Looking at the rift in Chorus.
Image used with permission by copyright holder

Accessibility abandoned

But combat, and Chorus‘ gameplay at large, are hurt by some questionable decisions that don’t just make the game annoying but ruin its accessibility. Most obvious are the game’s HUD and UI, both of which were seemingly made for ants. Enemies in dogfights are represented by small circles that appear on the screen’s peripherals if they’re not in front of players. Any other objects or objectives you ping using a scan show up the same way, albeit as triangles.

As a result, Chorus can sometimes be completely unintelligible. Some of the game’s missions task players with finding objects in large 3D spaces, which requires using the ship’s ping. But it doesn’t differentiate between objects that are part of a mission and other objects out there in space. They’re all marked with the same small symbol, something that led to so much confusion for me that I thought the game simply hadn’t spawned in what I was looking for. My eyesight is 20/20, so I can’t imagine the experience anyone who has any kind of vision impairment may have with Chorus.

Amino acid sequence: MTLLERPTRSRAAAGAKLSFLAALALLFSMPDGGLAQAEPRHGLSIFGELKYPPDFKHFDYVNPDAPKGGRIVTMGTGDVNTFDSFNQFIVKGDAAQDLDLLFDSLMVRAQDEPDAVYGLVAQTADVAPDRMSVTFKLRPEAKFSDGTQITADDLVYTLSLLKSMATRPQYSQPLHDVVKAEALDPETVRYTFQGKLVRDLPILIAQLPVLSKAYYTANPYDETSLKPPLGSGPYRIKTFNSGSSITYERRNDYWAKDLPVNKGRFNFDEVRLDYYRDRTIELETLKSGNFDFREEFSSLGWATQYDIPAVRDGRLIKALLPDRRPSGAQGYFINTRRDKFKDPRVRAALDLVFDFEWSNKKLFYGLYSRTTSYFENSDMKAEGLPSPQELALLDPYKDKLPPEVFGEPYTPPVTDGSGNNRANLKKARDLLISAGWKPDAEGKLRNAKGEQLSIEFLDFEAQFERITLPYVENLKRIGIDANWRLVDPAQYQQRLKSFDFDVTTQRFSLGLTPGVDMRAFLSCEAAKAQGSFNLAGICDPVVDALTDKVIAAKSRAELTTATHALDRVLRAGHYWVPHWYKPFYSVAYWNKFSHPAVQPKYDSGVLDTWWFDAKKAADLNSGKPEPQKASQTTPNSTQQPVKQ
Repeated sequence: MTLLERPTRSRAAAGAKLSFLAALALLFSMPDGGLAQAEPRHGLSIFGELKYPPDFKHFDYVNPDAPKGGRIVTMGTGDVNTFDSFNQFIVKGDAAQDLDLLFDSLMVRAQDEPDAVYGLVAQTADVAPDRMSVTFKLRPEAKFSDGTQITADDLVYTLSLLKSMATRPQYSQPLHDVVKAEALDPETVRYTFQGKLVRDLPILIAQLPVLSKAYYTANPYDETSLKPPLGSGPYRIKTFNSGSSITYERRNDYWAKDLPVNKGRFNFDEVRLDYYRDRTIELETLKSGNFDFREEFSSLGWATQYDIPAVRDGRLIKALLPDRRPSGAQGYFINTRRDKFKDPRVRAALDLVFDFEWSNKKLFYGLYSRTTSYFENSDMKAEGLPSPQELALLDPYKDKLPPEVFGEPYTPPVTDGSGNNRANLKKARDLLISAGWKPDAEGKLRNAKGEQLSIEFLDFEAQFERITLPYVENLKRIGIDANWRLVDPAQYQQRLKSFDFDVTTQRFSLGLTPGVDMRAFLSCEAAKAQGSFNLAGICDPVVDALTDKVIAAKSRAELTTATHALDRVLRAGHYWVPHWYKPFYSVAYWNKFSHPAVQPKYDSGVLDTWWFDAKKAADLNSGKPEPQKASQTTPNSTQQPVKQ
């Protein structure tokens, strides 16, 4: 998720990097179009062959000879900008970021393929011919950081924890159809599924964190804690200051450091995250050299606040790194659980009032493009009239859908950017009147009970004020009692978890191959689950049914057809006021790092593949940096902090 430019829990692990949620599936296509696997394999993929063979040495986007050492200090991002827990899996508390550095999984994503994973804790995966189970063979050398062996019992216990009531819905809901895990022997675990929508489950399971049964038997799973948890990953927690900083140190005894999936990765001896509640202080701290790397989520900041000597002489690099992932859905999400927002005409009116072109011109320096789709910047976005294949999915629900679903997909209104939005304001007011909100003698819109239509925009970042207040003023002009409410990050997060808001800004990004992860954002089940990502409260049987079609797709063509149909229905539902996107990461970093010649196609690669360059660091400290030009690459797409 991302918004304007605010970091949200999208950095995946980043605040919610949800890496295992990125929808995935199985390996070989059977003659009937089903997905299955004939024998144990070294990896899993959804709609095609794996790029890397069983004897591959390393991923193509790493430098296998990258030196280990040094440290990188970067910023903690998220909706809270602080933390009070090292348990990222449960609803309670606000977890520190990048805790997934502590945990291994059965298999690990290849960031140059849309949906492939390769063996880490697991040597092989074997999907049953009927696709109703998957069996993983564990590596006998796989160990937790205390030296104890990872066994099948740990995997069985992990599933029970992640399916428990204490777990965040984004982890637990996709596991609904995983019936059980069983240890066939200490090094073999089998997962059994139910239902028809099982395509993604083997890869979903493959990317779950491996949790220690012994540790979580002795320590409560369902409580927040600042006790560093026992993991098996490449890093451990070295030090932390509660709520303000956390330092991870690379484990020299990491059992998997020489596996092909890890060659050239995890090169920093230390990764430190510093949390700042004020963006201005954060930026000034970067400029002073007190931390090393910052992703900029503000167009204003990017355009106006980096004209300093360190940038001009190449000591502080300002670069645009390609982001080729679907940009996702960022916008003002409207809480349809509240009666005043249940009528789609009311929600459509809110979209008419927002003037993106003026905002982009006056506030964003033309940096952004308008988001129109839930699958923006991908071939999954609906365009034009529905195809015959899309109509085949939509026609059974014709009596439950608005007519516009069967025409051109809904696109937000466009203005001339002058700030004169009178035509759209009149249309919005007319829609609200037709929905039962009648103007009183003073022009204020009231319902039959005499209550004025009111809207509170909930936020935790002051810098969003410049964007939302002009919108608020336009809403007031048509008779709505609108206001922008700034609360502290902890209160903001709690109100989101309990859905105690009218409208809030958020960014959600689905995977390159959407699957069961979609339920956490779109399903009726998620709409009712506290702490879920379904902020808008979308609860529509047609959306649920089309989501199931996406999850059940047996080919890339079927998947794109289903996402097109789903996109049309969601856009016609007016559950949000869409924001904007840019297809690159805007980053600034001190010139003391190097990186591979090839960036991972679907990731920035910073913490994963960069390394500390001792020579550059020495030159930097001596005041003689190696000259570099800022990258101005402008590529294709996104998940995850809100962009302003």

Chorus can sometimes be completely unintelligible.

Similarly, Chorus makes subtitles a necessity rather than an option, regardless of whether or not you’re wearing headphones. While flying through space — which is almost always a music-free experience for whatever reason — Nara sometimes talks to herself. But whenever she has an internal monologue, she yell-whispers, making almost every word an incomprehensible hiss. Thankfully the size of Chorus‘ subtitles can be adjusted in its scant accessibility menu, but the remainder of the game’s text can’t be changed from its difficult-to-read size.